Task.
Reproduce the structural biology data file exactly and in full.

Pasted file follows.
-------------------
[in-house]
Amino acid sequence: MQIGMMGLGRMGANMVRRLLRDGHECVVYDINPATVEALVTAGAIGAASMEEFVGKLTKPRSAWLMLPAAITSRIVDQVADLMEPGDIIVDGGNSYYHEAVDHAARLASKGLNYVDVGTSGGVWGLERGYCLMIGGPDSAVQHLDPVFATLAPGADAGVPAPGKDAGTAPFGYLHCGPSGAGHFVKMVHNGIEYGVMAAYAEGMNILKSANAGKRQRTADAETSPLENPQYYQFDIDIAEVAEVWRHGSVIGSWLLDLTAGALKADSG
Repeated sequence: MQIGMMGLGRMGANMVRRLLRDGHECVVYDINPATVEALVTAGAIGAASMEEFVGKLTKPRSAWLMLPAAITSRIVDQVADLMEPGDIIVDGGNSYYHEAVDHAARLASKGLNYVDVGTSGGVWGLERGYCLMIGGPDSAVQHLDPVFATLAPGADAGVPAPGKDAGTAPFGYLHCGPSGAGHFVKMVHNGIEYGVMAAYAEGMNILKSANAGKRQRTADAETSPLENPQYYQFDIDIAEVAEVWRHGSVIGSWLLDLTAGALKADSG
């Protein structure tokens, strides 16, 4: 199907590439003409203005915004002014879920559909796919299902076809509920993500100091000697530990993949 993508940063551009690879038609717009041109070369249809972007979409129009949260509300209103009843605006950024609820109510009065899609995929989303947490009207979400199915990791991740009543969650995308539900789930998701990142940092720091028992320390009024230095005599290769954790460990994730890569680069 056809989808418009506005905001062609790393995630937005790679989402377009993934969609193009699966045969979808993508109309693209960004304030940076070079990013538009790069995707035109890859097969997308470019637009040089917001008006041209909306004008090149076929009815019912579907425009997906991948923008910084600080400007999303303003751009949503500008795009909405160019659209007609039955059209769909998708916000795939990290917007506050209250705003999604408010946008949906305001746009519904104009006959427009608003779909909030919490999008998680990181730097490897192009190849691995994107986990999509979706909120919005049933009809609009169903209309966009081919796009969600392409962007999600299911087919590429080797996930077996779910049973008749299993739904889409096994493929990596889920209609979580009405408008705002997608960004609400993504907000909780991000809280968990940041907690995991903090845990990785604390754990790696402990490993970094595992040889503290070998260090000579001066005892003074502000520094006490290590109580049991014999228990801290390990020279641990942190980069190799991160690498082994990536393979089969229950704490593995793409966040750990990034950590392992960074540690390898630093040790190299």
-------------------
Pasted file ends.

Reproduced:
[in-house]
Amino acid sequence: MQIGMMGLGRMGANMVRRLLRDGHECVVYDINPATVEALVTAGAIGAASMEEFVGKLTKPRSAWLMLPAAITSRIVDQVADLMEPGDIIVDGGNSYYHEAVDHAARLASKGLNYVDVGTSGGVWGLERGYCLMIGGPDSAVQHLDPVFATLAPGADAGVPAPGKDAGTAPFGYLHCGPSGAGHFVKMVHNGIEYGVMAAYAEGMNILKSANAGKRQRTADAETSPLENPQYYQFDIDIAEVAEVWRHGSVIGSWLLDLTAGALKADSG
Repeated sequence: MQIGMMGLGRMGANMVRRLLRDGHECVVYDINPATVEALVTAGAIGAASMEEFVGKLTKPRSAWLMLPAAITSRIVDQVADLMEPGDIIVDGGNSYYHEAVDHAARLASKGLNYVDVGTSGGVWGLERGYCLMIGGPDSAVQHLDPVFATLAPGADAGVPAPGKDAGTAPFGYLHCGPSGAGHFVKMVHNGIEYGVMAAYAEGMNILKSANAGKRQRTADAETSPLENPQYYQFDIDIAEVAEVWRHGSVIGSWLLDLTAGALKADSG
């Protein structure tokens, strides 16, 4: 199907590439003409203005915004002014879920559909796919299902076809509920993500100091000697530990993949 993508940063551009690879038609717009041109070369249809972007979409129009949260509300209103009843605006950024609820109510009065899609995929989303947490009207979400199915990791991740009543969650995308539900789930998701990142940092720091028992320390009024230095005599290769954790460990994730890569680069 056809989808418009506005905001062609790393995630937005790679989402377009993934969609193009699966045969979808993508109309693209960004304030940076070079990013538009790069995707035109890859097969997308470019637009040089917001008006041209909306004008090149076929009815019912579907425009997906991948923008910084600080400007999303303003751009949503500008795009909405160019659209007609039955059209769909998708916000795939990290917007506050209250705003999604408010946008949906305001746009519904104009006959427009608003779909909030919490999008998680990181730097490897192009190849691995994107986990999509979706909120919005049933009809609009169903209309966009081919796009969600392409962007999600299911087919590429080797996930077996779910049973008749299993739904889409096994493929990596889920209609979580009405408008705002997608960004609400993504907000909780991000809280968990940041907690995991903090845990990785604390754990790696402990490993970094595992040889503290070998260090000579001066005892003074502000520094006490290590109580049991014999228990801290390990020279641990942190980069190799991160690498082994990536393979089969229950704490593995793409966040750990990034950590392992960074540690390898630093040790190299």